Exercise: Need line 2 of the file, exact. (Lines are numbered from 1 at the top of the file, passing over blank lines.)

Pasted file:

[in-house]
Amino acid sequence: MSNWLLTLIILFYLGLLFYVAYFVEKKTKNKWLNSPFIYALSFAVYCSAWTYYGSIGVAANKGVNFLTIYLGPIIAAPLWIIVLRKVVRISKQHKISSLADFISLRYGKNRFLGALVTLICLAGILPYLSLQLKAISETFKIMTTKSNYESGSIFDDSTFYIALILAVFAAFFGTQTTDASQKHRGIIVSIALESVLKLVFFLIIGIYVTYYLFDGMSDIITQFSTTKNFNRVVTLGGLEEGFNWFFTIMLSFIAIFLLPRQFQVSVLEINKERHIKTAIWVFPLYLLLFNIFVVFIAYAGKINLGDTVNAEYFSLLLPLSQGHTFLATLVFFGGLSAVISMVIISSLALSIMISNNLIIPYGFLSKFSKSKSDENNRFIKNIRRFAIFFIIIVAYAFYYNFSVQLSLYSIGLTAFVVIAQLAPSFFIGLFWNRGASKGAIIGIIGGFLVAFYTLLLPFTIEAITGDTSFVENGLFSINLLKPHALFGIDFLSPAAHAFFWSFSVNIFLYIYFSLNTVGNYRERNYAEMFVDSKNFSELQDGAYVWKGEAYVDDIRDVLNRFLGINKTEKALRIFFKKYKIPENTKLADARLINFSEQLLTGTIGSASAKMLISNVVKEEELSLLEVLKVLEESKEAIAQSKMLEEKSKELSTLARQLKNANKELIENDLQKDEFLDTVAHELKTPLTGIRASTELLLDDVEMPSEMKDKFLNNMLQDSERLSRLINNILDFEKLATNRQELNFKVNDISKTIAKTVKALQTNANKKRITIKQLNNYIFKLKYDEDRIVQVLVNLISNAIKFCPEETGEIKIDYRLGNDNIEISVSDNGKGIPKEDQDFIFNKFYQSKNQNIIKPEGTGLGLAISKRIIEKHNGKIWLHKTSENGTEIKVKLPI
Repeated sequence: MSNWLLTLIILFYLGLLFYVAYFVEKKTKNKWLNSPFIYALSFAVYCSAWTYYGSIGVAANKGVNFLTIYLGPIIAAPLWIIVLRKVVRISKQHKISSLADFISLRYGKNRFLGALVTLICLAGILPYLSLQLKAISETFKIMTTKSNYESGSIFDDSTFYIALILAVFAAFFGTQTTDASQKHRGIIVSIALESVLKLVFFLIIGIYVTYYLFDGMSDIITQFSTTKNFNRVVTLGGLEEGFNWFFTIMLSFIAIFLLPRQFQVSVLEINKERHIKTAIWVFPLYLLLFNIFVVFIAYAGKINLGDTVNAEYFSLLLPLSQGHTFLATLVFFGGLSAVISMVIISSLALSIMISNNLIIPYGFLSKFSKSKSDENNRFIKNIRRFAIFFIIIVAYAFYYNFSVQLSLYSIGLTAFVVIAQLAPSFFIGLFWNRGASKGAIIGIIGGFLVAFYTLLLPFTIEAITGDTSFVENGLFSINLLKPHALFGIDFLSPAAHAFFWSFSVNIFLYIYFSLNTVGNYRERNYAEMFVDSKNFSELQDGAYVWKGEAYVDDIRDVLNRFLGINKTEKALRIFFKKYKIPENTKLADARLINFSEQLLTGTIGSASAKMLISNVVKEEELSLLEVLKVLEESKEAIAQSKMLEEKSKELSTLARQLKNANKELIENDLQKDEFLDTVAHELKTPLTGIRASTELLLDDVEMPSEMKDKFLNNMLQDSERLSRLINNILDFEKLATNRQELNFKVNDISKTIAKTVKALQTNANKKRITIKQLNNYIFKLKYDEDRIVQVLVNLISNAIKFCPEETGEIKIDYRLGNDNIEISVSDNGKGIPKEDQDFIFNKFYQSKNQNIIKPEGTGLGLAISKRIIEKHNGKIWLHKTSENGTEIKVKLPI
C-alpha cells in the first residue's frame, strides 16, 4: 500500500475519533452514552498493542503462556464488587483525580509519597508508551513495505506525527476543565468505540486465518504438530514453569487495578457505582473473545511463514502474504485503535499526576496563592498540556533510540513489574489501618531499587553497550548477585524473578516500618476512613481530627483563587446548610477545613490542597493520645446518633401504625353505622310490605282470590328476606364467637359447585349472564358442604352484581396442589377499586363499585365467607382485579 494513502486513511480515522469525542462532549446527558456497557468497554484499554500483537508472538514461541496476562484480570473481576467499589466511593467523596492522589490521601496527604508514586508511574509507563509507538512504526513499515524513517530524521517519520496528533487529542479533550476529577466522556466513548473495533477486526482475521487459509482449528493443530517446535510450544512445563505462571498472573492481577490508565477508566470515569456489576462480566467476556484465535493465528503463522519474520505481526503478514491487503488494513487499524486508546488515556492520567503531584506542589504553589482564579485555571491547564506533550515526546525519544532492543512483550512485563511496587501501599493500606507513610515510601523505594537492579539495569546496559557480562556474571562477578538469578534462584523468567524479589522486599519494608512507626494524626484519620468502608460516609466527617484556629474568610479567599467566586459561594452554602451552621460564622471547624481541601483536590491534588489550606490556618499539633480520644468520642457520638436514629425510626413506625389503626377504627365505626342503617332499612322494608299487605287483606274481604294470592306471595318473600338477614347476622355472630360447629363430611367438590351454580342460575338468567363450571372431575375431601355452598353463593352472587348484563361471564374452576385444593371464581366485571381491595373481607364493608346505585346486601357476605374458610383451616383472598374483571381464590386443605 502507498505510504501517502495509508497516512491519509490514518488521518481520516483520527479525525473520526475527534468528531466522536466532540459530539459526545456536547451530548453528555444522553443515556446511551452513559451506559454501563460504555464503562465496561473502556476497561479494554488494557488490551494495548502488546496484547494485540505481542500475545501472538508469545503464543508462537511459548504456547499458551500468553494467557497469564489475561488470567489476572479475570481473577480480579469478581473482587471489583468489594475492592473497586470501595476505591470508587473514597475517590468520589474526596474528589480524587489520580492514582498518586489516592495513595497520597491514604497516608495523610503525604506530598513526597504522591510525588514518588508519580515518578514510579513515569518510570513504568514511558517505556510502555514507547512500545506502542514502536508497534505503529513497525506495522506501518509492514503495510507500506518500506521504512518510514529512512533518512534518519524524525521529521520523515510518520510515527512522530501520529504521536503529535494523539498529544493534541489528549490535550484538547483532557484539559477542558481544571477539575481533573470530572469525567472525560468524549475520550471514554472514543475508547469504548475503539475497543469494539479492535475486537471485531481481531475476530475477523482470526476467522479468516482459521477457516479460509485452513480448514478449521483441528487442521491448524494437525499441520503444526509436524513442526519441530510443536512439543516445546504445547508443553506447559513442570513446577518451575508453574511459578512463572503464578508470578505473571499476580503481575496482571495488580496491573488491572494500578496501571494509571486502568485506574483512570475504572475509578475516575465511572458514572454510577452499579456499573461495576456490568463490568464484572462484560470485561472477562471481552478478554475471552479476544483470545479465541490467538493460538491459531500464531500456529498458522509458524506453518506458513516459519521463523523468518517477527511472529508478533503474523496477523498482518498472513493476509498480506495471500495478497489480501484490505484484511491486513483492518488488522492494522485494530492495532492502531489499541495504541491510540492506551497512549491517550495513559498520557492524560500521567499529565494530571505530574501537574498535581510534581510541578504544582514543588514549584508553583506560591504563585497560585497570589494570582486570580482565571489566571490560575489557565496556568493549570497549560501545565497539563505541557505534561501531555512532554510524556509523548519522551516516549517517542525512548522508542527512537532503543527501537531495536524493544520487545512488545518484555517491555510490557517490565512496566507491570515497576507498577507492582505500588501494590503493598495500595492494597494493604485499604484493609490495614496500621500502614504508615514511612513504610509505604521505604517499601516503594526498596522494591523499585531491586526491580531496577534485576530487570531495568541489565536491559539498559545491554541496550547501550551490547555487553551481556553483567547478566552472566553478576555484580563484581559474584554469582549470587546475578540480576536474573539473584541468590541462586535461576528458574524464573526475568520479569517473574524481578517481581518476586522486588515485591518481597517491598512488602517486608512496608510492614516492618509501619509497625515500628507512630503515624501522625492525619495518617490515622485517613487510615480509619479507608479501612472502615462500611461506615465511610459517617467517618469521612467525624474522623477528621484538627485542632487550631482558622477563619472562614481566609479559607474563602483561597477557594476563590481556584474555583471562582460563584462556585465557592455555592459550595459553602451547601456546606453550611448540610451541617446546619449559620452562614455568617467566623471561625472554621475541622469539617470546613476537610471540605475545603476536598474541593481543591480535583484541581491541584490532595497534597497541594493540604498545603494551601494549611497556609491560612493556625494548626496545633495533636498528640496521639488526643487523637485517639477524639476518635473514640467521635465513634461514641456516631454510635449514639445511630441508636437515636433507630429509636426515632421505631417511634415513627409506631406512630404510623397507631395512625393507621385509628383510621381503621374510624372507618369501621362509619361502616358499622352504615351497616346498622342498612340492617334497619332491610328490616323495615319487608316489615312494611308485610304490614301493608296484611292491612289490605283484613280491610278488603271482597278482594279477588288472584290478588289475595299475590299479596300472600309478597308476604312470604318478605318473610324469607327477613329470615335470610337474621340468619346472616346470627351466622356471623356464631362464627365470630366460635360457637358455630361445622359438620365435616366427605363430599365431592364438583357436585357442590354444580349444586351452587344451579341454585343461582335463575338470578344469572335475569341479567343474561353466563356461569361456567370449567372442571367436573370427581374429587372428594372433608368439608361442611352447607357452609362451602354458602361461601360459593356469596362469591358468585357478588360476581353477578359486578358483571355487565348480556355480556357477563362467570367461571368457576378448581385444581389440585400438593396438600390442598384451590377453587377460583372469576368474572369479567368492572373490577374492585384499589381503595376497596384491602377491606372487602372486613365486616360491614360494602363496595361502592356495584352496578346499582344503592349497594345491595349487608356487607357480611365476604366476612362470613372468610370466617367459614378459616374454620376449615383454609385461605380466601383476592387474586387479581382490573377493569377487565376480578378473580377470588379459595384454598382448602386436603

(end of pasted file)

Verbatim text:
Amino acid sequence: MSNWLLTLIILFYLGLLFYVAYFVEKKTKNKWLNSPFIYALSFAVYCSAWTYYGSIGVAANKGVNFLTIYLGPIIAAPLWIIVLRKVVRISKQHKISSLADFISLRYGKNRFLGALVTLICLAGILPYLSLQLKAISETFKIMTTKSNYESGSIFDDSTFYIALILAVFAAFFGTQTTDASQKHRGIIVSIALESVLKLVFFLIIGIYVTYYLFDGMSDIITQFSTTKNFNRVVTLGGLEEGFNWFFTIMLSFIAIFLLPRQFQVSVLEINKERHIKTAIWVFPLYLLLFNIFVVFIAYAGKINLGDTVNAEYFSLLLPLSQGHTFLATLVFFGGLSAVISMVIISSLALSIMISNNLIIPYGFLSKFSKSKSDENNRFIKNIRRFAIFFIIIVAYAFYYNFSVQLSLYSIGLTAFVVIAQLAPSFFIGLFWNRGASKGAIIGIIGGFLVAFYTLLLPFTIEAITGDTSFVENGLFSINLLKPHALFGIDFLSPAAHAFFWSFSVNIFLYIYFSLNTVGNYRERNYAEMFVDSKNFSELQDGAYVWKGEAYVDDIRDVLNRFLGINKTEKALRIFFKKYKIPENTKLADARLINFSEQLLTGTIGSASAKMLISNVVKEEELSLLEVLKVLEESKEAIAQSKMLEEKSKELSTLARQLKNANKELIENDLQKDEFLDTVAHELKTPLTGIRASTELLLDDVEMPSEMKDKFLNNMLQDSERLSRLINNILDFEKLATNRQELNFKVNDISKTIAKTVKALQTNANKKRITIKQLNNYIFKLKYDEDRIVQVLVNLISNAIKFCPEETGEIKIDYRLGNDNIEISVSDNGKGIPKEDQDFIFNKFYQSKNQNIIKPEGTGLGLAISKRIIEKHNGKIWLHKTSENGTEIKVKLPI